12. Billnc

    Billnc

    Aug 6, 2009
    Charlotte NC
    Jeff,
    One of the tangents this thread went off on a ways back was taking bits of the melody of a tune and working with that. I used to do this on guitar, as I've never done this on bass I've written some fragments from Impressions melody, starting on different chord tones etc. There are lots of ways to permutate a line, expand it via chromaticism etc. Do you have a particular favorite method(s) of altering a line? The idea is to use melodic material from the tune itself as a vehicle for improvisation.
     
  13. bench

    bench

    Dec 28, 2007
    Germany
    it´s a project featuring you, Barbara Unger Wertico (keyboards), Lefteris Christofis (guitars) and Paul Wertico (drums)

    there´s a short clip on youtube, nice stuff...

    http://www.youtube.com/watch?v=oNHkPPKkGfA
     
  14. Roy Vogt

    Roy Vogt

    Sep 20, 2000
    Nashville,TN
    Endorsing Artist: Kiesel, Carvin, Accuracy, Hotwire, Conklin Basses, DNA, Eden
    I compare it to reading English as well. By the time a student is a High School Senior (in the US) he has a written and spoken vocabulary of maybe 30,000 words. He or she no longer has to phonetically "sound out" the words like they did at 5 or 6. There are certain rhythmic and melodic "words" that we see over and over again in music. The trick is to learn how to see them quickly. Carol Kaye did a great section in one of her old books called "How to sight read boogaloo" (told you it was an old book) that broke most syncopated funk licks down into 3 basic patterns and showed how to count them in 8/8 time. You start to see that triads look a certain way on paper as do scales, etc. Over time, your reading vocabulary will increase just as it did in English (or Spanish in Jeff's case :)
    Good readers are able to "scan' a phrase and get an idea of where to play things. Since there are several ways to play anything on the neck TAB doesn't help and may even hurt when you're dealing with this. The key is consistent work. I was blessed because NTSU placed such a high emphasis on reading for their Big Band oriented Jazz program so I was practicing sight-reading for 4-5 hours a day as a College freshman. After a lot of intense study all of this got internalized and I only had to practice for maintenance on reading. When I start to feel rusty out comes the cello and trombone books....
     
  15. JeffBerlin

    JeffBerlin Guest

    Jan 10, 2009
    The physical approach to an instrument is easy. Anybody in good health can do it. The content part is harder, which is why some reject it. I personally don't see the merit to practicing an acoustic bass so that my electric chops would be improved. The more music that I learn on the electric, the more that my technique would have a purpose in being developed. I have no technical difficulties on the e bass, but I have a ton of musical issues that I try to solve. P.S. Warm ups are pretty much a none issue. Just take good musical content and play it. Read your music, practice your chord tones, and you are not just warming up, but warming up with a musical purpose.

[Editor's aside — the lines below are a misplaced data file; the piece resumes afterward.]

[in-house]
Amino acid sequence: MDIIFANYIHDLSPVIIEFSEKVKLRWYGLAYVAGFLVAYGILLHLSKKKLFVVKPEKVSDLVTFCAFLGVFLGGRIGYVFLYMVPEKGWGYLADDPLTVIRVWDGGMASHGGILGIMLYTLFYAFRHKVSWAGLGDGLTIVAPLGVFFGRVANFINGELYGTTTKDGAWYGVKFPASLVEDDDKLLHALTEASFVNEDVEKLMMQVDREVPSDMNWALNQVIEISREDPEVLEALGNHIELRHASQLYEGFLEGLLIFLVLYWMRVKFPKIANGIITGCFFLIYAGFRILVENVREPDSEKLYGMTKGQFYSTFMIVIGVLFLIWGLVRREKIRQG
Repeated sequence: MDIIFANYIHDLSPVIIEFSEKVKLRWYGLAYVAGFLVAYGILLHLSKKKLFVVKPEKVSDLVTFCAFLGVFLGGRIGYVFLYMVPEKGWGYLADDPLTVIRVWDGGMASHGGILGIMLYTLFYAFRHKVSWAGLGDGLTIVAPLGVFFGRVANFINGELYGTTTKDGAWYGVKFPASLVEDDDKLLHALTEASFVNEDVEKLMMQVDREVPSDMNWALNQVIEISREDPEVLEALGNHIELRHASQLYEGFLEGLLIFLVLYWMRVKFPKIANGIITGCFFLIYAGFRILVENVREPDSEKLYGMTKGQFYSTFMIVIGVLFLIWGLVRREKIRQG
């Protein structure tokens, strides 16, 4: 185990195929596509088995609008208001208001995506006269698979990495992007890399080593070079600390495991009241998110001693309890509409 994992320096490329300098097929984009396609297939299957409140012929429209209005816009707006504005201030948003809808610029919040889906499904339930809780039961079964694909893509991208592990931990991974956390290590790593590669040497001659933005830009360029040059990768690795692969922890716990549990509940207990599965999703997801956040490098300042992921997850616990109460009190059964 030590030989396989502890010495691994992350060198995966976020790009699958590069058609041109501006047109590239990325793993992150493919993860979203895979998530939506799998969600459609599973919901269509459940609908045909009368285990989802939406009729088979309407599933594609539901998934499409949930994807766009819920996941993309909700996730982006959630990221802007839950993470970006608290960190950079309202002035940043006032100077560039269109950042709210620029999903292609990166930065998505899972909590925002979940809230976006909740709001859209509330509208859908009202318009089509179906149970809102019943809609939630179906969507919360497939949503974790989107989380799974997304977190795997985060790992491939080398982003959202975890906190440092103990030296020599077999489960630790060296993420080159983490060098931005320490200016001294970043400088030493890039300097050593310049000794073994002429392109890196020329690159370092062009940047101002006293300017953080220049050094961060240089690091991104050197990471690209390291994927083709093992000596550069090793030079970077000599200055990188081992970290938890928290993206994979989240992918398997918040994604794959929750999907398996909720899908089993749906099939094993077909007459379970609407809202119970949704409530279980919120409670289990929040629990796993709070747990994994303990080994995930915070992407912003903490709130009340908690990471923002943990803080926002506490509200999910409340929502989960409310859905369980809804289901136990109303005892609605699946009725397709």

16. JeffBerlin

    JeffBerlin Guest

    Jan 10, 2009
    The single biggest problem with players is that they confuse academics with art. This is why so many practice with metronomes; they believe that they must get a performance element as they practice. No you don't because if one practices slowly and learns their lesson, you will automatically, without fail, develop a performance-type interpretation to what you are learning.
     
  17. JeffBerlin

    JeffBerlin Guest

    Jan 10, 2009
    Learning music isn't for everybody who doesnt have higher aspirations toward good playing skills. I certainly don't have high aspirations toward boxing, cooking or gardening. But I do these these things in a low-goal-type manner. Still I learn correctly and practice correctly because if one chooses a hobby, then one ought to do it well just for the pleasure of doing something right. Who wants to own golf clubs and not be able to get the ball to the green.
     
  18. Roy Vogt

    Roy Vogt

    Sep 20, 2000
    Nashville,TN
    Endorsing Artist: Kiesel, Carvin, Accuracy, Hotwire, Conklin Basses, DNA, Eden
    Electric and Upright are 2 different instruments. They use different muscles of the body, different fingering systems and they only thing they have in common is range and strings, IMHO. I have seen electric teachers try to teach reading and scale concepts using the Simandl method (and some of these guys are close friends and colleagues) and it seems to be a disaster. I have a lot of students at Belmont who have never touched an upright before they get to college. I find that the Vance/Rabbath method along with Chuck Sher and Rufus Reid teaches them to transfer their knowledge from one instrument to the other faster. Hans Strurm has some great clips on how this school works. After they learn the whole fingerboard, Simandl makes much more sense and helps to solidify intonation for Orchestral playing.
     
  19. JeffBerlin

    JeffBerlin Guest

    Jan 10, 2009
    Roy is a voice of authority. Listen to him.
     
  20. Bruce Lindfield

    Bruce Lindfield Unprofessional TalkBass Contributor Gold Supporting Member In Memoriam

    That's a great quote and personally I agree completely - but I do know that there are people who buy guitars and basses not to play, but just to hang on the wall for how they look ...:meh:

    I wonder if there are people who buy golf clubs just to sit unused in their hall or office - to give friends/colleagues, the impression they are "sporty"!! ;)
     

Thread Status:
Not open for further replies.

Share This Page

  1. This site uses cookies to help personalise content, tailor your experience and to keep you logged in if you register.
    By continuing to use this site, you are consenting to our use of cookies.